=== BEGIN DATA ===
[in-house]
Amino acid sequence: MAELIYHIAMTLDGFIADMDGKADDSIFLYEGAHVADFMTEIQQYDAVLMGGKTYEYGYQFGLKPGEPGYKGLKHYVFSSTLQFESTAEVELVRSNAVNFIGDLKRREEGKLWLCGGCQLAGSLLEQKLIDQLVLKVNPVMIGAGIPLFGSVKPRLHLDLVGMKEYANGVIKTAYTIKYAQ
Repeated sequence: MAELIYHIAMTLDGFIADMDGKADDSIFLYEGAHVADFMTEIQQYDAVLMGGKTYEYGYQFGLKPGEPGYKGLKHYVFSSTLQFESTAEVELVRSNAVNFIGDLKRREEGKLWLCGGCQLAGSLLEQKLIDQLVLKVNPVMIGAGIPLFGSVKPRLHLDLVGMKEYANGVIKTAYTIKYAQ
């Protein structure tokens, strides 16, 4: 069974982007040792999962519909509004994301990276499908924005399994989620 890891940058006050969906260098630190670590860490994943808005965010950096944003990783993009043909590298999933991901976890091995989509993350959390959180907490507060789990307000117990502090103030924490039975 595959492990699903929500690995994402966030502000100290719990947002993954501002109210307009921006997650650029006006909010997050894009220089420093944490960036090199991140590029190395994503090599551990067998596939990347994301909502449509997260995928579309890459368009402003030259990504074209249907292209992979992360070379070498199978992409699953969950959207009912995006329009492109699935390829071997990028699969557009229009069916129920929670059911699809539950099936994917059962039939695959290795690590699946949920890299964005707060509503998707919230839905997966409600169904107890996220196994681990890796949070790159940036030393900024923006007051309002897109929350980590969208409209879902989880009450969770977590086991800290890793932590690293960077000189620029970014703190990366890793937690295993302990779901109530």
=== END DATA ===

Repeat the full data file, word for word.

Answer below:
[in-house]
Amino acid sequence: MAELIYHIAMTLDGFIADMDGKADDSIFLYEGAHVADFMTEIQQYDAVLMGGKTYEYGYQFGLKPGEPGYKGLKHYVFSSTLQFESTAEVELVRSNAVNFIGDLKRREEGKLWLCGGCQLAGSLLEQKLIDQLVLKVNPVMIGAGIPLFGSVKPRLHLDLVGMKEYANGVIKTAYTIKYAQ
Repeated sequence: MAELIYHIAMTLDGFIADMDGKADDSIFLYEGAHVADFMTEIQQYDAVLMGGKTYEYGYQFGLKPGEPGYKGLKHYVFSSTLQFESTAEVELVRSNAVNFIGDLKRREEGKLWLCGGCQLAGSLLEQKLIDQLVLKVNPVMIGAGIPLFGSVKPRLHLDLVGMKEYANGVIKTAYTIKYAQ
């Protein structure tokens, strides 16, 4: 069974982007040792999962519909509004994301990276499908924005399994989620 890891940058006050969906260098630190670590860490994943808005965010950096944003990783993009043909590298999933991901976890091995989509993350959390959180907490507060789990307000117990502090103030924490039975 595959492990699903929500690995994402966030502000100290719990947002993954501002109210307009921006997650650029006006909010997050894009220089420093944490960036090199991140590029190395994503090599551990067998596939990347994301909502449509997260995928579309890459368009402003030259990504074209249907292209992979992360070379070498199978992409699953969950959207009912995006329009492109699935390829071997990028699969557009229009069916129920929670059911699809539950099936994917059962039939695959290795690590699946949920890299964005707060509503998707919230839905997966409600169904107890996220196994681990890796949070790159940036030393900024923006007051309002897109929350980590969208409209879902989880009450969770977590086991800290890793932590690293960077000189620029970014703190990366890793937690295993302990779901109530």